Mother's Day isn't always easy, for a multitude of reasons. I know Hannah from my work running my hamper gifts for new mums company, Mum's Back, and was delighted when she agreed to write this post for me.

In this article, Hannah describes what life was like as a new mum living with the health condition ME, especially around Mother's Day. Hannah says “I've learnt that life with a chronic illness can make things hard to navigate, but also has a habit nudging your life on a different path, bringing some lovely things along the way.” Thank you so much Hannah for your insight, and for this gorgeous blog….

It’s March 2011 and my first child is 6 months old. She’s beautiful, smiley, and apart from the odd projectile poo, a very easy baby to care for.

It’s my first Mother’s Day.

Since I was 14 I had dreamt of becoming a Mum. I loved children and had a husband who was eager to be a Dad – it was the perfect set up for a first time parent.

Except, it wasn’t.

I had been living with a long term chronic illness (ME) for seven years before I had my daughter. We hoped that somehow it would all be ok, and the need to rest a huge amount would somehow disappear as the delight of being a mother washed over me.

Turns out, autoimmune conditions don’t quite work that way. My muscles, energy and hormones crashed and burnt 4 months post birth.

I was a mess.

Like most first time mothers the three hourly night feeds were crippling, but for me, the fatigue was more than a coffee and a refreshing shower would fix.

As my first Mother’s Day approached, in all honestly I didn’t have the energy to care too much. I loved my baby dearly, but the physical need to lie down and sleep often overtook my longing to take her out, to play with her, to interact with the very creation I had spent 9 months growing and 30 years dreaming of producing.

Thankfully, my daughter was (and still is really) a contented and happy soul. But my circumstances meant I felt let down and often anxious at how I would cope with the day ahead. She wasn’t the best sleeper either, so her 30 minute power naps peppered throughout the day didn’t really lend to ‘sleeping when baby sleeps’ – (such shit advice to give a tired mother!)

My husband, (oh how lovely he is) knew I wasn’t coping and wanted me to know how well I was doing, so he got in touch with a friend, and tried to buy me something I would really love. He bought me a cardigan which I wanted (we couldn’t afford, but he could see he had a wife on the edge and was trying to do anything within his power to stop me crying all day long) – there were flowers and a gift and a happy, healthy baby.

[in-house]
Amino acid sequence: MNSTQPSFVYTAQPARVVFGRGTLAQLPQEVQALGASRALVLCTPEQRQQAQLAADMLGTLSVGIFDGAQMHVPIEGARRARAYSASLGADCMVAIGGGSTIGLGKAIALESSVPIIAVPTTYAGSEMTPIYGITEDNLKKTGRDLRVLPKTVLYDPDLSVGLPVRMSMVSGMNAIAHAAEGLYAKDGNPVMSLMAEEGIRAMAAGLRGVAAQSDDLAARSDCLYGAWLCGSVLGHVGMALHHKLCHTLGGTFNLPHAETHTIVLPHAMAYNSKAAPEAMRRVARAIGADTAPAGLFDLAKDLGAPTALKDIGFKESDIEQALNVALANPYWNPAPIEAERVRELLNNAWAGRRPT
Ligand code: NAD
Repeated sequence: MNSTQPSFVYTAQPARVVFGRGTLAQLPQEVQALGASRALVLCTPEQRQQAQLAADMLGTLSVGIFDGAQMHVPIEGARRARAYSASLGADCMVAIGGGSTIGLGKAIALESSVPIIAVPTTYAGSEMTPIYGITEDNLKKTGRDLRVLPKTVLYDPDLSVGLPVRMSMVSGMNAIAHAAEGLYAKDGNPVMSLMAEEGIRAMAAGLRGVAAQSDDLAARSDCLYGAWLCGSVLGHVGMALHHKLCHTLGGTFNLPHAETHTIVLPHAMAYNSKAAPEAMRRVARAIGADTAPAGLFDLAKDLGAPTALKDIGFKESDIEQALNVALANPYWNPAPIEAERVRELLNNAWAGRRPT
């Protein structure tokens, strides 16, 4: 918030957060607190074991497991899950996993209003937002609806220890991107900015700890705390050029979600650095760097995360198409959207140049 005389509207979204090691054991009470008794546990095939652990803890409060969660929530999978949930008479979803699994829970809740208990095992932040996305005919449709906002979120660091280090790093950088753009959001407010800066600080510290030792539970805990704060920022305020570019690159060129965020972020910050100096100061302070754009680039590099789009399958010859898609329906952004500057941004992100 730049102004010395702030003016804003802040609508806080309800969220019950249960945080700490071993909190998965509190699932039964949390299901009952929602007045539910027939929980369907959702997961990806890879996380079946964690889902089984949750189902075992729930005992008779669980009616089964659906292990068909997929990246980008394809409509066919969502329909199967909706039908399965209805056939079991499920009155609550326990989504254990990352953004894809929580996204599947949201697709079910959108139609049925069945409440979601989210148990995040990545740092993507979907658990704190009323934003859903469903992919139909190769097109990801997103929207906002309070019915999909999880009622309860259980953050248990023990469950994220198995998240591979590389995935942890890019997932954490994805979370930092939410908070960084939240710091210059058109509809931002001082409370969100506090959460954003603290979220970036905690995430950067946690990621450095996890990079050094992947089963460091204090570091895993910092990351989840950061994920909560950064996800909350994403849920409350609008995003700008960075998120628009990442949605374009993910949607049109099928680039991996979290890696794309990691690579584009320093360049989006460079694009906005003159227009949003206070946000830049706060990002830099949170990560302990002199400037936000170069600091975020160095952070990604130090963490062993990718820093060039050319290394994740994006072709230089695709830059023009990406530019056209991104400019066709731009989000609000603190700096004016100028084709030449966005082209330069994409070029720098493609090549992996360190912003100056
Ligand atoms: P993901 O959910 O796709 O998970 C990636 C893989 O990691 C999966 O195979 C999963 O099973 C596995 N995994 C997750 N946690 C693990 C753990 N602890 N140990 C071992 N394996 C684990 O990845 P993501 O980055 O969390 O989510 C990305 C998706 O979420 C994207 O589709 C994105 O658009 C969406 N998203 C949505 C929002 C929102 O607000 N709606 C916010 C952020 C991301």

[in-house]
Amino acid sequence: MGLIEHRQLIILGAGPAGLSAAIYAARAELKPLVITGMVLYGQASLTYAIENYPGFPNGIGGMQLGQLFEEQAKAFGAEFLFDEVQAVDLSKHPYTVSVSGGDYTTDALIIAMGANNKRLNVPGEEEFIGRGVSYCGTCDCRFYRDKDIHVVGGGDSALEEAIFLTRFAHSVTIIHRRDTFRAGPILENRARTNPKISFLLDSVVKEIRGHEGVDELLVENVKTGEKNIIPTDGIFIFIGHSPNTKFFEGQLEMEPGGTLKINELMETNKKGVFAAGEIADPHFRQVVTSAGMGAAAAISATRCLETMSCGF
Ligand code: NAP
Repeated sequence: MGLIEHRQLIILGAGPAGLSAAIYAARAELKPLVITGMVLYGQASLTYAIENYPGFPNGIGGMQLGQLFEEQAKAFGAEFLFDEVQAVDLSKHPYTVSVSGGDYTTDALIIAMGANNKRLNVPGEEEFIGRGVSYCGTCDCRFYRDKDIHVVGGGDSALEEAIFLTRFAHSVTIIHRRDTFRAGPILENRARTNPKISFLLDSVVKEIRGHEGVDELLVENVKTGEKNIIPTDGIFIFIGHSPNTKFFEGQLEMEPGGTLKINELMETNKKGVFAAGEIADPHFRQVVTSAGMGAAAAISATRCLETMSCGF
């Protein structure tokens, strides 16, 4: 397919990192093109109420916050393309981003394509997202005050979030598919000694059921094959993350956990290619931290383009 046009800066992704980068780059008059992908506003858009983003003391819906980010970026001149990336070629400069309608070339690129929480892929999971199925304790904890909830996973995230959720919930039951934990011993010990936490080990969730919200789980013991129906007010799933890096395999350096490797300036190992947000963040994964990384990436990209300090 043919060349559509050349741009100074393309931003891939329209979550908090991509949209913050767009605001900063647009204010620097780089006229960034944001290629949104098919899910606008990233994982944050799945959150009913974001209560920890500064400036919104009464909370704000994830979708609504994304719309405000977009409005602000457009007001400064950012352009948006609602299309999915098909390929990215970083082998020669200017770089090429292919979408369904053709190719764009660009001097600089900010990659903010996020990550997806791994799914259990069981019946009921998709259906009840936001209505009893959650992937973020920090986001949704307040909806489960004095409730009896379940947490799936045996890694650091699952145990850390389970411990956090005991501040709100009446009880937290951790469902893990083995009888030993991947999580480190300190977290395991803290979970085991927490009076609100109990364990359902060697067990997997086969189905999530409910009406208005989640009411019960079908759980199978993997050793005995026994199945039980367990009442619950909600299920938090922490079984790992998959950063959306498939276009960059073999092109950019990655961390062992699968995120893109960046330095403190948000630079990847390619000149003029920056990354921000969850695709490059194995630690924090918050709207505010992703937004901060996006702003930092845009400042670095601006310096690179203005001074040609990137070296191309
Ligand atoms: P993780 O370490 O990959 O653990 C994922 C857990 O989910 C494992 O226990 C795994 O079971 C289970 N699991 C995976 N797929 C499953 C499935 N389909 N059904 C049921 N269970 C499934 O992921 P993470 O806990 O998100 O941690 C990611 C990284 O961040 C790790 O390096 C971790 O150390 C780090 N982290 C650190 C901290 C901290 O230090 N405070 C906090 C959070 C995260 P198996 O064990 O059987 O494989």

All the things women the world over would long for.

I had friends who couldn’t conceive, I knew not of their pain.

I had friends whose husbands were inconsiderate idiots – mine was amazing.

I had all the things they longed for, yet not being physically able to meet the needs of your child hit me like a ton of bricks.

I felt deep joy – while also feeling deep deep disappointment.

The one thing it’s very hard to do when you are physically and emotionally exhausted (I don’t just mean tired, that’s different) is enjoy things. I felt happy, yes, but enjoying something when your body is in pain and your mind has frozen over due to fatigue, is overwhelmingly hard. And the sadness this lack of enjoyment bought only make the whole situation worse.

I have always been someone who enjoys things. I've never really needed lots of money or resources to have fun and feel happy, but my ability to ‘make the best of it’ had worn thin.

Some people said to me ‘ahh it’s only Mothers Day….don’t put so much pressure on yourself’. But you see, the thing was, I didn’t. I wasn’t really too bothered about the one day – it was the fact I knew, that deep down, it wasn’t going to get any better any time soon, and my life as a mother of young children was going to be significantly different from my peers…..I had been a Nanny, I had been a childminder, I had worked in a nursery, I knew what the toddler years would bring. I knew this wasn’t a temporary situation I had to ‘ride out’.

My body let me down.

Here’s the thing…sometimes, you can’t make lemonade from the lemons life gives you, because you’re too exhausted.

I was lucky, I have a family of amazing people who helped, provided and cared enough to get me through the early years of being a Mum.

But for those of you who are reading this who don’t have that support, well, it’s just a bit shit really, isn’t it?

Sometimes you gotta call the bad stuff what it is.

I am all for positive thinking, but there are times when – it’s just shit.

(You can’t make lemonade out of shit, it’s still nasty.)

Eight years on and my daughter no longer wakes every 3 hours for a feed – thank the lord! She has a 6 year old brother, and I’m about to celebrate my eighth Mother's Day. ( I have requested a new plant for my garden, you know, cos I’m cool like that!)